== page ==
Wednesday, 5 February 2014

Banks Exploit Loophole in Forex Market

301112N.Euro,--Dollar-notes.jpg - 301112N.Euro,--Dollar-notes.jpgAmidst the spirited attempts of the Central Bank of Nigeria (CBN) to halt naira depreciation and bridge the widening gap between the official and parallel market rates, indications emerged at the weekend that some banks are already taking advantage of the inadequate supply of foreign exchange, especially the dollar, and are actually profiting from the unpleasant situation.
Apparently worried by the resurgence of parallel market activities, where a dollar was sold at N172 last Friday, as against the official rate of N160.30, the CBN last week promised to rise to the occasion by adjusting the prevailing policies in order to safeguard the economy in weeks ahead.
However, a wide spectrum of foreign exchange marketers who spoke with THISDAY at the weekend listed factors responsible for the growing disparity in the exchange rates to include deliberate hoarding of dollars by banks, who in most cases, compel desperate forex users to do the transactions through domiciliary accounts.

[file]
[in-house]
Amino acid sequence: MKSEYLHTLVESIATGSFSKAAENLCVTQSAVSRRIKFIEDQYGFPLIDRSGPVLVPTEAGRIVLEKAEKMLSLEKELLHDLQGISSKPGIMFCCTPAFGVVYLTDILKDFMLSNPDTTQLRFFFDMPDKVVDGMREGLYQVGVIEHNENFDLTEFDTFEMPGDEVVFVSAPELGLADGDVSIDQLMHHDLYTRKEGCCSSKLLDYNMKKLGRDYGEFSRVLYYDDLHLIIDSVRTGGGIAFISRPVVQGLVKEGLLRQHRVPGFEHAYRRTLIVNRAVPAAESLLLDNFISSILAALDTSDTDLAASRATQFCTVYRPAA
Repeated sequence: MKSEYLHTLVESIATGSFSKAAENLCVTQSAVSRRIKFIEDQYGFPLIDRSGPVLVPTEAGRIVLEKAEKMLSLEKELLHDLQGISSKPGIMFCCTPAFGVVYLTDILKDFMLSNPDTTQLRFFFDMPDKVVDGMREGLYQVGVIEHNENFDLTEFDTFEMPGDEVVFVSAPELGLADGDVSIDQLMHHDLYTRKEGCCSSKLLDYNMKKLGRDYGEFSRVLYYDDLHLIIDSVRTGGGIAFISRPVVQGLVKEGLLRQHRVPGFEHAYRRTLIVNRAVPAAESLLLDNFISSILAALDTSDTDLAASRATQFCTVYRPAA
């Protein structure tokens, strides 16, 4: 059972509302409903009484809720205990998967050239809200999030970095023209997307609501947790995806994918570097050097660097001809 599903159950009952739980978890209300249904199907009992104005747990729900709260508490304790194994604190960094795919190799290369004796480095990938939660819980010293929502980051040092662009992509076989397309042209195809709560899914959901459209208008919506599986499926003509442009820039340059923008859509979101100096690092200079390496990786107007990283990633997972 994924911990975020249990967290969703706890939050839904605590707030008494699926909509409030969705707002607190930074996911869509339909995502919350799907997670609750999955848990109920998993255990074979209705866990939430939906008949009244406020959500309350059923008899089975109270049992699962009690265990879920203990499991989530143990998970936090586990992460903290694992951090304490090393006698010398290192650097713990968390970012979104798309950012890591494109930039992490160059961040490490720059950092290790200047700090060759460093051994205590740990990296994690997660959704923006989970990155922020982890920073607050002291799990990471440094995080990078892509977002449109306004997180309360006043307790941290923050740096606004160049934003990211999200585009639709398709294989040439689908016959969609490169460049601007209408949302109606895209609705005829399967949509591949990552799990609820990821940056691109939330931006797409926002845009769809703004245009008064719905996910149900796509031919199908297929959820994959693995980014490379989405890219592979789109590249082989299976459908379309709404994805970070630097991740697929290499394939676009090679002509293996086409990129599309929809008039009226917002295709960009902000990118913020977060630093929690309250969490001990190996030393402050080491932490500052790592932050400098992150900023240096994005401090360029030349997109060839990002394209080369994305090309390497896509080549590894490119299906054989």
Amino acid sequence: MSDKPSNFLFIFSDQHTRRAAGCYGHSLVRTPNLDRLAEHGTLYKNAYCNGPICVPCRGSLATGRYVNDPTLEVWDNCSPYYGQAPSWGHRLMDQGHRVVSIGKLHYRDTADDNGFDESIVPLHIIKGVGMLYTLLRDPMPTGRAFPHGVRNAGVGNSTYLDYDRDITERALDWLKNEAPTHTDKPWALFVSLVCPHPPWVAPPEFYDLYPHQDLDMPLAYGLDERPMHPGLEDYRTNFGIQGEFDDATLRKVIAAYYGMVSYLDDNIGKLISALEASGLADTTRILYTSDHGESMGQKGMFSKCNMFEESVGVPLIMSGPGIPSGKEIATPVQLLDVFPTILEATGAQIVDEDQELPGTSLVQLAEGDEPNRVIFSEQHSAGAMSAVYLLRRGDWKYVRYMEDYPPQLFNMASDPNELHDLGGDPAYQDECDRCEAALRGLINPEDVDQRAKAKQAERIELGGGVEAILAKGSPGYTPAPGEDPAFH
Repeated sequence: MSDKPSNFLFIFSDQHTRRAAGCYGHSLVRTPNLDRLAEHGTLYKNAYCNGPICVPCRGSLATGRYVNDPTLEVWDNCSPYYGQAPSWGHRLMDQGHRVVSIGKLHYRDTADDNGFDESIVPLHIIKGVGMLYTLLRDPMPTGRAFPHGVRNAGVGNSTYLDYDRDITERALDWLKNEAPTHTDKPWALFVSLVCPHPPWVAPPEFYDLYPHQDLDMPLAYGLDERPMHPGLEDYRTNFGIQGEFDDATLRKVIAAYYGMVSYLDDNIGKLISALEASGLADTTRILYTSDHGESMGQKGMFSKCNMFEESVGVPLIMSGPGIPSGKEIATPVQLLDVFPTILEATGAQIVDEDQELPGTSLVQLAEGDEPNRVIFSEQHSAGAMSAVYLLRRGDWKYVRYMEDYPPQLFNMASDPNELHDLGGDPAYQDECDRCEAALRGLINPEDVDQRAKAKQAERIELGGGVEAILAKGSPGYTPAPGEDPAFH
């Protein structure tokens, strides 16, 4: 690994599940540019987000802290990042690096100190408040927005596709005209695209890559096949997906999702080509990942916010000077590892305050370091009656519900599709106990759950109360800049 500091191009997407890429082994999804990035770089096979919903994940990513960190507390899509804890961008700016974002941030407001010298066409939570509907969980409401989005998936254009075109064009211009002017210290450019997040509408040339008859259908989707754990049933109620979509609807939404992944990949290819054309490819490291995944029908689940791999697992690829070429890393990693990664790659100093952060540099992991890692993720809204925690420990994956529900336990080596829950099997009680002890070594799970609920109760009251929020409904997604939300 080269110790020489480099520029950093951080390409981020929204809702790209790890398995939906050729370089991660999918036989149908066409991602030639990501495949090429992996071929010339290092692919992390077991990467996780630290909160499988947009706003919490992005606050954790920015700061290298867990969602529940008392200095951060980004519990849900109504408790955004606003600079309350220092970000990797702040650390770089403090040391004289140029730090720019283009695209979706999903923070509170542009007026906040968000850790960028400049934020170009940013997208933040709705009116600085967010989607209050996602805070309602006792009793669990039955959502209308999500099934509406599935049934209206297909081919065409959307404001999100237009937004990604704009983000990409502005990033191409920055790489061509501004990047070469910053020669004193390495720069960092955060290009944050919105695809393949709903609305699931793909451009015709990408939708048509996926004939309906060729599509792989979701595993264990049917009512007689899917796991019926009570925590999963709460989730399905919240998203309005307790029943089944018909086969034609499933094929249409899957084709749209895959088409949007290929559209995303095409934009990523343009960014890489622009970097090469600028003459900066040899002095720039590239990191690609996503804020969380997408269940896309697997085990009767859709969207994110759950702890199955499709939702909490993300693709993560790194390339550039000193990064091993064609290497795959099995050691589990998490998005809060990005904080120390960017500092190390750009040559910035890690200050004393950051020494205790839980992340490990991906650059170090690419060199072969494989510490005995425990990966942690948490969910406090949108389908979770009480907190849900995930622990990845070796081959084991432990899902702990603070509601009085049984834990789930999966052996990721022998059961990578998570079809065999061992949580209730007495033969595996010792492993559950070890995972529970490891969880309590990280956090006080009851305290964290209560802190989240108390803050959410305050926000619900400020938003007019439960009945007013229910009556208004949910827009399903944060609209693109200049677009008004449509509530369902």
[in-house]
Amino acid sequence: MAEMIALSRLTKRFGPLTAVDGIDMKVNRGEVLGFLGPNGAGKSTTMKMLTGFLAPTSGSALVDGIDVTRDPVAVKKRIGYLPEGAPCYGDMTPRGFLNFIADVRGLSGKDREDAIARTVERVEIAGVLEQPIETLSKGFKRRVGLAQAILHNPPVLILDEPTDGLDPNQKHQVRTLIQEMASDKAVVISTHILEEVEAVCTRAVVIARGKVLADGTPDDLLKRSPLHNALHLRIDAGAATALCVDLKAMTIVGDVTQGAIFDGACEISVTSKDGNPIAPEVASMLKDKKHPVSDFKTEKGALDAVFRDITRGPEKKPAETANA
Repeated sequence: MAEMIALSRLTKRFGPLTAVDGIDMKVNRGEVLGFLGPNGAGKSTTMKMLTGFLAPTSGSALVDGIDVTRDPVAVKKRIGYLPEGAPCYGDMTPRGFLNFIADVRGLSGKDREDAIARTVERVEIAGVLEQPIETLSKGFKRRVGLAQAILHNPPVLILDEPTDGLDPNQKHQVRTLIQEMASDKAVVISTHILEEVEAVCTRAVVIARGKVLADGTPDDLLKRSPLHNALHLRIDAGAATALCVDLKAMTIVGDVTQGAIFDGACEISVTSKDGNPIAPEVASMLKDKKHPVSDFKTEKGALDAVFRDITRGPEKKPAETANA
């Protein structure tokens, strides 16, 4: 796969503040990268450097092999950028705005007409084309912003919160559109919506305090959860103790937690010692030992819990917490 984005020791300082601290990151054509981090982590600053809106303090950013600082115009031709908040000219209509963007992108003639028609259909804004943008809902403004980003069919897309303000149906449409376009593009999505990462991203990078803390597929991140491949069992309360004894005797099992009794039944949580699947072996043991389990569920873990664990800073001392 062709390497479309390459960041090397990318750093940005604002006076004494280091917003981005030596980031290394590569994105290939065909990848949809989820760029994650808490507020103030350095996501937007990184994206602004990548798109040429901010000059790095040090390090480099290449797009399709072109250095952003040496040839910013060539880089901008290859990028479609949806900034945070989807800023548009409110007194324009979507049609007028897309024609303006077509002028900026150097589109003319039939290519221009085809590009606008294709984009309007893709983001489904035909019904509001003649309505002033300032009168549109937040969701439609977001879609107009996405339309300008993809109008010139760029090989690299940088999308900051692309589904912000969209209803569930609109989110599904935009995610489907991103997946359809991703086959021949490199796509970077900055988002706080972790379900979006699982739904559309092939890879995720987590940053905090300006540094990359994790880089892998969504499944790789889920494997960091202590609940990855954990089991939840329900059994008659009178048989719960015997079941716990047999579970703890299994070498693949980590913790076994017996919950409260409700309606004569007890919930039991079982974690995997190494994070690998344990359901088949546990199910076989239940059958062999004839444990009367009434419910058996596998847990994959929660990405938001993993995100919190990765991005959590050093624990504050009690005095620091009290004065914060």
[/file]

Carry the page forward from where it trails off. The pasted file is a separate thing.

A foreign exchange dealer, who is also managing director of a bureau de change, disclosed that “The banks apart from frustrating the efforts of the CBN on forex transactions, they also flout them by either refusing to sell up to the required standard ($250,000) to BDCs, or by making it mandatory for the operators to purchase through domiciliary accounts to attract extra charges. This then exceeds the one percent maximum margin required by CBN.”
Under the existing policy, CBN sells $50,000 to each of the 3,500 licensed bureau de change nationwide every week, while banks are allowed to sell a maximum of $250,000 to BDC weekly.
But sources alleged that banks are capitalising on the supply shortage to charge beyond the one percent required by law, and subjecting BDC operators and other end-users to purchase the forex through domiciliary accounts for extra charges.
Tracing the current discrepancies on the part of banks to last year, a source said that banks were buying dollar at N157 from the CBN and sold to the BDCs at N167.50, a development that gave them a wide margin. The CBN was however said to have addressed this last year, when it insisted that no bank should sell their money above one percent margin.
BDCs’ sources however said the immediate response of banks to the apex bank’s intervention was to stop selling dollars openly.

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